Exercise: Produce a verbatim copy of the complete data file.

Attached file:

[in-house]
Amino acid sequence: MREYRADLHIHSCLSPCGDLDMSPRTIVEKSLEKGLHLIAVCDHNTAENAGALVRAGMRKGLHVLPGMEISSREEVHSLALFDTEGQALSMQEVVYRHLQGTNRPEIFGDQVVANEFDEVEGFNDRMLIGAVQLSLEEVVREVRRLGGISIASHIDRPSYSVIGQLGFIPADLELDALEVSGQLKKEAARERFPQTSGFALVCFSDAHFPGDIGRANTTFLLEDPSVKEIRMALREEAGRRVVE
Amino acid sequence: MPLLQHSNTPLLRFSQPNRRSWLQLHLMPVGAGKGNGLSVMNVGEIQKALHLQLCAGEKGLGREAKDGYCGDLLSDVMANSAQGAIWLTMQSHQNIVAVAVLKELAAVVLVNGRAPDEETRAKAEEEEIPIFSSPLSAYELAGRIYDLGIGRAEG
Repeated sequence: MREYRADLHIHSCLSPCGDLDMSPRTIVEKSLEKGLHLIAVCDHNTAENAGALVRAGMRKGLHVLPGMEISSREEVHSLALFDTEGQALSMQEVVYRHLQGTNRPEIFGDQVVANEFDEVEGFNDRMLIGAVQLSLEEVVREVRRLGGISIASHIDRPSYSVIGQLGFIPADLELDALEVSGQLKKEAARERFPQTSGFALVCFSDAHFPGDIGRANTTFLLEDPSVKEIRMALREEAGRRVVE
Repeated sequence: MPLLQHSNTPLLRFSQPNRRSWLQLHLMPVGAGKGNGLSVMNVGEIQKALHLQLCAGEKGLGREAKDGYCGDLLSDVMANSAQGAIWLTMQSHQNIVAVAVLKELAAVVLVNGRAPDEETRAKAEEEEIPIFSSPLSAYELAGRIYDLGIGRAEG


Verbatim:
[in-house]
Amino acid sequence: MREYRADLHIHSCLSPCGDLDMSPRTIVEKSLEKGLHLIAVCDHNTAENAGALVRAGMRKGLHVLPGMEISSREEVHSLALFDTEGQALSMQEVVYRHLQGTNRPEIFGDQVVANEFDEVEGFNDRMLIGAVQLSLEEVVREVRRLGGISIASHIDRPSYSVIGQLGFIPADLELDALEVSGQLKKEAARERFPQTSGFALVCFSDAHFPGDIGRANTTFLLEDPSVKEIRMALREEAGRRVVE
Amino acid sequence: MPLLQHSNTPLLRFSQPNRRSWLQLHLMPVGAGKGNGLSVMNVGEIQKALHLQLCAGEKGLGREAKDGYCGDLLSDVMANSAQGAIWLTMQSHQNIVAVAVLKELAAVVLVNGRAPDEETRAKAEEEEIPIFSSPLSAYELAGRIYDLGIGRAEG
Repeated sequence: MREYRADLHIHSCLSPCGDLDMSPRTIVEKSLEKGLHLIAVCDHNTAENAGALVRAGMRKGLHVLPGMEISSREEVHSLALFDTEGQALSMQEVVYRHLQGTNRPEIFGDQVVANEFDEVEGFNDRMLIGAVQLSLEEVVREVRRLGGISIASHIDRPSYSVIGQLGFIPADLELDALEVSGQLKKEAARERFPQTSGFALVCFSDAHFPGDIGRANTTFLLEDPSVKEIRMALREEAGRRVVE
Repeated sequence: MPLLQHSNTPLLRFSQPNRRSWLQLHLMPVGAGKGNGLSVMNVGEIQKALHLQLCAGEKGLGREAKDGYCGDLLSDVMANSAQGAIWLTMQSHQNIVAVAVLKELAAVVLVNGRAPDEETRAKAEEEEIPIFSSPLSAYELAGRIYDLGIGRAEG